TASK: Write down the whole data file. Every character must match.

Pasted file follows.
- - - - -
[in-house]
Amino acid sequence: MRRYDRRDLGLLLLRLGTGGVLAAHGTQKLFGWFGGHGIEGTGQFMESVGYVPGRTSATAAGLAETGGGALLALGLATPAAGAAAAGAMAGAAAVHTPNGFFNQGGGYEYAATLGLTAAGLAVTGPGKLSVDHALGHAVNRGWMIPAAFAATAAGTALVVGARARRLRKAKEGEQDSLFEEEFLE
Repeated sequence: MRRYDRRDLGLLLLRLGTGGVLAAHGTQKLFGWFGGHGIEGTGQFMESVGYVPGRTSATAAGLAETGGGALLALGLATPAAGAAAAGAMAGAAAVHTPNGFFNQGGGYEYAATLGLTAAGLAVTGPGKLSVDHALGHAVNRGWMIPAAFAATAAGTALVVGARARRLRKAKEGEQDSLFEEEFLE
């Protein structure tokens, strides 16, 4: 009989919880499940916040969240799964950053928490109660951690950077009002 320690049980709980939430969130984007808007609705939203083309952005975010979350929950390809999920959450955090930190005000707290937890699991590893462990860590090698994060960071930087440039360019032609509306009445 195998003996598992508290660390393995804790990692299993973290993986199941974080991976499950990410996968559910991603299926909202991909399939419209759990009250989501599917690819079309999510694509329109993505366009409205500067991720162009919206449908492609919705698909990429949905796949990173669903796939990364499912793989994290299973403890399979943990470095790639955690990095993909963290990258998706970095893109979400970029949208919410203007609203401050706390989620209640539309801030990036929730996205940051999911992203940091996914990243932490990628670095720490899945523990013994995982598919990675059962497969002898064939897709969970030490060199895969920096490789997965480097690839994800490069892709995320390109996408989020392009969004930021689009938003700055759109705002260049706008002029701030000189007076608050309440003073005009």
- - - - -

[in-house]
Amino acid sequence: MRRYDRRDLGLLLLRLGTGGVLAAHGTQKLFGWFGGHGIEGTGQFMESVGYVPGRTSATAAGLAETGGGALLALGLATPAAGAAAAGAMAGAAAVHTPNGFFNQGGGYEYAATLGLTAAGLAVTGPGKLSVDHALGHAVNRGWMIPAAFAATAAGTALVVGARARRLRKAKEGEQDSLFEEEFLE
Repeated sequence: MRRYDRRDLGLLLLRLGTGGVLAAHGTQKLFGWFGGHGIEGTGQFMESVGYVPGRTSATAAGLAETGGGALLALGLATPAAGAAAAGAMAGAAAVHTPNGFFNQGGGYEYAATLGLTAAGLAVTGPGKLSVDHALGHAVNRGWMIPAAFAATAAGTALVVGARARRLRKAKEGEQDSLFEEEFLE
């Protein structure tokens, strides 16, 4: 009989919880499940916040969240799964950053928490109660951690950077009002 320690049980709980939430969130984007808007609705939203083309952005975010979350929950390809999920959450955090930190005000707290937890699991590893462990860590090698994060960071930087440039360019032609509306009445 195998003996598992508290660390393995804790990692299993973290993986199941974080991976499950990410996968559910991603299926909202991909399939419209759990009250989501599917690819079309999510694509329109993505366009409205500067991720162009919206449908492609919705698909990429949905796949990173669903796939990364499912793989994290299973403890399979943990470095790639955690990095993909963290990258998706970095893109979400970029949208919410203007609203401050706390989620209640539309801030990036929730996205940051999911992203940091996914990243932490990628670095720490899945523990013994995982598919990675059962497969002898064939897709969970030490060199895969920096490789997965480097690839994800490069892709995320390109996408989020392009969004930021689009938003700055759109705002260049706008002029701030000189007076608050309440003073005009």